Huawei Technologies Co has lately become a prominent target for US factions seeking to raise alarms over alleged Chinese espionage and technology theft. Now Huawei’s striking back.
Eric Xu, the company’s current rotating chairman, minced no words in an unusually pointed riposte to American lawmakers who raised concerns about Huawei’s ties to US colleges. He singled out Congressman Jim Banks and Senator Marco Rubio, saying they persuaded peers to write to the Education Secretary and call for an inquiry into whether Huawei steals American research through projects with dozens of universities.
“The two congressmen are quite closed-minded and ill-informed. It seems that their bodies are in the information age, but their minds are still in the agrarian age,” Xu said, according to a company statement.
“Their behavior shows not just an ignorance of how science and innovation works today, but also their own lack of confidence.”
He added that Huawei merely sought to contribute to academic research and openly shared its findings.
American politicians have for years labeled Huawei – one of the world’s largest telecoms gear makers – a potential security threat because of perceived ties to the Chinese government, something the company’s repeatedly denied. That stems in part from its founding by former military engineer Ren Zhengfei.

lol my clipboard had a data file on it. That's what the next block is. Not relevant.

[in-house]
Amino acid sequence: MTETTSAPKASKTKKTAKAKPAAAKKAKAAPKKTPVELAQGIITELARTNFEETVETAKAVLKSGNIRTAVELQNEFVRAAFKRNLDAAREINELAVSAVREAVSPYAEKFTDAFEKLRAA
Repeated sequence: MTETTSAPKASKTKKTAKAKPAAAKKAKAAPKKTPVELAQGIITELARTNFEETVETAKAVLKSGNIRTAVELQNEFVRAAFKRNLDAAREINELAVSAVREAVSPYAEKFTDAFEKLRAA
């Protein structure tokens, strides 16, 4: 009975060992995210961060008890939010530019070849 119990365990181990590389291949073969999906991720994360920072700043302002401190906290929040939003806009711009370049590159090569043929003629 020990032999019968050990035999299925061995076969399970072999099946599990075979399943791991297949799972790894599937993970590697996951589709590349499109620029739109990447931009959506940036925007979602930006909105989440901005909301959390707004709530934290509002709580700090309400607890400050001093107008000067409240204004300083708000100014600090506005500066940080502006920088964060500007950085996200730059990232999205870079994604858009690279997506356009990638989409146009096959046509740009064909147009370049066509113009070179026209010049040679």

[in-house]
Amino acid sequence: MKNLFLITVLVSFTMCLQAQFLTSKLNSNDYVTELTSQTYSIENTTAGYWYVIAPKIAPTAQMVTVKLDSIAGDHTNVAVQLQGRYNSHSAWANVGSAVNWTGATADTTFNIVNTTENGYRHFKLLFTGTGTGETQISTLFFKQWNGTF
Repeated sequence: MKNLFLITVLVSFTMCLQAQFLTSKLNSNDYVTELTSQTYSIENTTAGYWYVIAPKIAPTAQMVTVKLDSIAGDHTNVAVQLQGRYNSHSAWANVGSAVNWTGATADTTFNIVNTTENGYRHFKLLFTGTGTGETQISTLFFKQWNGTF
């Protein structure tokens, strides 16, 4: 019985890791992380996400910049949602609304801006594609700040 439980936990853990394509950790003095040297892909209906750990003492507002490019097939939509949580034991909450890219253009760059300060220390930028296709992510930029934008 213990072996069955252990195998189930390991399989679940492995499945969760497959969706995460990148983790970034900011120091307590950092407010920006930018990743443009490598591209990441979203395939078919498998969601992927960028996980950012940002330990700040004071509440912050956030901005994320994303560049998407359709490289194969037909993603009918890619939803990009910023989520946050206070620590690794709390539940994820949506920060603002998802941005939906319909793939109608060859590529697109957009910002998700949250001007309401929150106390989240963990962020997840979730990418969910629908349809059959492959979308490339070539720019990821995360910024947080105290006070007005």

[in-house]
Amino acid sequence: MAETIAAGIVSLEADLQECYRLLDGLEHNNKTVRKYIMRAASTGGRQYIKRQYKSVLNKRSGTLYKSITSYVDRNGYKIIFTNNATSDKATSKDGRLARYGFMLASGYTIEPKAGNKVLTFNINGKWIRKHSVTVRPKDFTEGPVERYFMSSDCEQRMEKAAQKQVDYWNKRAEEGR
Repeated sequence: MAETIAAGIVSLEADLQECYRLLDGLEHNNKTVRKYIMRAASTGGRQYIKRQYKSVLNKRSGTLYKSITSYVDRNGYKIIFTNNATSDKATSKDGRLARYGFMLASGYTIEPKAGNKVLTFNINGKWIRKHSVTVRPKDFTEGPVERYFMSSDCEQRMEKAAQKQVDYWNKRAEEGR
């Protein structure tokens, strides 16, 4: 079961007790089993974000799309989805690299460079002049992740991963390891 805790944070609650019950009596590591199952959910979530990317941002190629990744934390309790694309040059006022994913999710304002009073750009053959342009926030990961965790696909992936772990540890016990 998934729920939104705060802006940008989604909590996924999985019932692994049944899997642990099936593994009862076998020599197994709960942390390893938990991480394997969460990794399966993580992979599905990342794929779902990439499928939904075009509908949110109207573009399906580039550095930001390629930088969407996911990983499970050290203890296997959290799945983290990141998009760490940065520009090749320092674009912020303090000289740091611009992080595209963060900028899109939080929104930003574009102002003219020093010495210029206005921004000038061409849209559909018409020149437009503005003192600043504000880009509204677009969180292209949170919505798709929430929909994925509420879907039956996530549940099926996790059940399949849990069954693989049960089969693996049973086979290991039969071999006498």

But that scrutiny has sharpened this year as the Trump Administration threatened to levy punitive tariffs on billions of dollars in Chinese imports and slapped a life-threatening ban on ZTE Corp, a Huawei rival.
The company is also the world’s largest maker of smartphones after Samsung and Apple Inc. and has poured billions of dollars into the development of fifth-generation wireless – an effort that places it in prime position to benefit from the next generation of mobile technology. At the same forum in Shanghai, Xu promised not to squeeze other companies on 5G royalties.